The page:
I personally do not like the auto option. I know quite a few GM guys that had to rebuild tcases because of this. I don't know if the ram setup is better or not but I'd be willing to bet it is similar. Too easy for it to engage under hard acceleration, it will only do that so many times till it breaks
I would say that if Ford could build my Control Trac 4 wheel drive transfer case in 1997 with the only modes available being 4 Auto, 4 High and 4 Low and allow me to get nearly 160,000 miles on it with never a problem, that Ram could design a transfer case 16 years later that works just as well.
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  #16  
Old 11-25-2013, 04:36 PM
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Not to beat a dead horse here either, but think of every "cute ute" out there now as well. Most nowadays don't even allow for 4-lock option and are all auto. Only difference is they run FWD most often and kick in the rear when slippage is detected.
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  #17  
Old 11-26-2013, 02:15 PM
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There was a flap over this awhile back too. Been driving off road 4 wheel vehicles for decades and every users manual has had a clear warning against driving with locked fronts on dry pavement in a part time system like these dodges have. Plenty of info out there on the web on why this creates additional wear and tear, not worth arguing with the newbies on it IMO.

Regarding the systems that have the front axle spinning but not engaged, I've always been curious what a good auto engineer and an experienced long time part time 4 wheel mechanic would say.

My simplistic view is that you are turning parts in auto that aren't turning when not in auto. Has to be some eventual wear involved there even in the best of systems.

My personal experience has me avoiding it under most circumstances, as I think the worst chance of wear or breakage is not when the front isn't engaged, but WHEN IT DOES ENGAGE. If you have even been in a part time computer engaged system that kicks in when one end or the other starts fishtailing, you'll feel it and know what I mean. You are engaging gearing under stress IMO. I don't see how that can't lead to accelerated wear and even occasionally cause a problem right away.

If you need it to avoid sliding off the road or getting into an accident however, that concern is probably moot. If I am traveling down a highway with variable slippery conditions and I want or need to do that at highway speeds, I'll use auto. Otherwise if conditions warrant it, I slow down and go full lock, the safest way to handle it. I will also use full lock on lousy off road trails where the suspension gets a workout. It smooths out the ride quite a bit and keeps you out of a problem better than auto if there's a hole deeper than it appears, or one that sends that end of the truck straight down into muck.
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  #18  
Old 11-26-2013, 02:20 PM
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Quote:
Originally Posted by Monster5601 View Post
The computer determines when four wheel is engaged. What makes you think the computer would allow engagement under hard acceleration?
Show us where the dodge system detects the truck is slipping under acceleration--but does NOT lock in 4 wheel when under acceleration--and you might have a point.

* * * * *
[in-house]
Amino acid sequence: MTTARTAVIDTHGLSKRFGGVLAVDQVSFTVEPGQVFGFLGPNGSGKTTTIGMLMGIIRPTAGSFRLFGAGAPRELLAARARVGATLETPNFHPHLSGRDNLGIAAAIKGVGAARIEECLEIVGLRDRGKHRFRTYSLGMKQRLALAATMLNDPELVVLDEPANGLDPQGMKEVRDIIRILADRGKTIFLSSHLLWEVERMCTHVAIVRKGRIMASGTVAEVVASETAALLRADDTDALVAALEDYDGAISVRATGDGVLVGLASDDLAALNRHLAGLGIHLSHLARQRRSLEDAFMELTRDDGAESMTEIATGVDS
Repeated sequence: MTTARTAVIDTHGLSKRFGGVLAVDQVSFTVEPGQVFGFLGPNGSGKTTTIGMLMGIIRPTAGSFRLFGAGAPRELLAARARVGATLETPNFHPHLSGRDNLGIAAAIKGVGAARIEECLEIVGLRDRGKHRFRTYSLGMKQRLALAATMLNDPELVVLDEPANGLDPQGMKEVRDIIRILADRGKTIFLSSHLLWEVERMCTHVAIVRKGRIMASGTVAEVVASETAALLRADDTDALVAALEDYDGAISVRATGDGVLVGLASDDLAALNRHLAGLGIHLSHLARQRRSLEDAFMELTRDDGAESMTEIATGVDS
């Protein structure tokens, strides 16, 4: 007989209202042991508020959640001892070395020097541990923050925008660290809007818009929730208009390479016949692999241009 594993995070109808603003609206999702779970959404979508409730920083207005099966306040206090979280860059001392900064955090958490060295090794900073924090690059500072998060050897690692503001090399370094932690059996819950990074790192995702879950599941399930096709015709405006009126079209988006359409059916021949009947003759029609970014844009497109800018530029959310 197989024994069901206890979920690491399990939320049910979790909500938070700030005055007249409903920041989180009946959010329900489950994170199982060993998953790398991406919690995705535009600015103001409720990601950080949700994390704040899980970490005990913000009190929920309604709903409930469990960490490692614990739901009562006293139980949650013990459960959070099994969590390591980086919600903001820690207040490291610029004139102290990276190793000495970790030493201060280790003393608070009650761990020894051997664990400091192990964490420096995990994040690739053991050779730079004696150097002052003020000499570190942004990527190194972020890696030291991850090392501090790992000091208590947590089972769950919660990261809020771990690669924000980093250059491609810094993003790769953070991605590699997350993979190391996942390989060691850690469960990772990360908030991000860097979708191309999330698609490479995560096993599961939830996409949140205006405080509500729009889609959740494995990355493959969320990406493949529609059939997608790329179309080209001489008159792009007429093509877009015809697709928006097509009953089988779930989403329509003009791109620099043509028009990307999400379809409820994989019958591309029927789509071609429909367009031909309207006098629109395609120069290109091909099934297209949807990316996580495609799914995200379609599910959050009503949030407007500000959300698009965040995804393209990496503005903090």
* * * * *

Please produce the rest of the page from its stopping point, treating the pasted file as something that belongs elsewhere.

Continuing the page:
I don't think you can however. I believe the system engages when it detects slippage--and does not consider whether acceleration is occuring at the time or not.

During our first snow last week I came around a corner in auto and goosed it a bit to see what would happen. Just a bit mind you. I can say the auto system on my truck kicked in when the back was sliding away from the direction of the turn, and it was quite a jolt when it did.
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  #19  
Old 11-26-2013, 05:03 PM
Monster5601 Monster5601 is offline
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Quote:
Originally Posted by dawoodsman View Post
Show us where the dodge system detects the truck is slipping under acceleration--but does NOT lock in 4 wheel when under acceleration--and you might have a point.

I don't think you can however. I believe the system engages when it detects slippage--and does not consider whether acceleration is occuring at the time or not.

During our first snow last week I came around a corner in auto and goosed it a bit to see what would happen. Just a bit mind you. I can say the auto system on my truck kicked in when the back was sliding away from the direction of the turn, and it was quite a jolt when it did.
You may very well be correct, I don't have the inside information on Chrysler systems, but my kid does, I'll ask him. I can tell you how GM and Ford systems engage since I've directly worked with those systems.

But, in the context of this discussion, the issue was over spinning the tires and not slippage, there is a difference.
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  #20  
Old 11-27-2013, 02:08 AM
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While you are asking your kid, could you ask him if he knows if the Rams 4x4 Auto system is proportional? On my Explorer the Control Trac transfer case could divert up to 90% of the torque to either the front or rear axle in steps. It was very smooth to engage the fronts when the rear started slipping. From the sounds of the Ram's system it is either engaged or not engaged so when the rear slips it quickly goes into 4x4 Lock until the front and rear axles turn at the same speed then it releases the front. That would seem to be a harsher way of engaging things and could result in a jolt when it does. I've only had mine in Auto once and that was in the rain. I didn't really get on the throttle too hard though so it didn't feel any different than 2WD mode.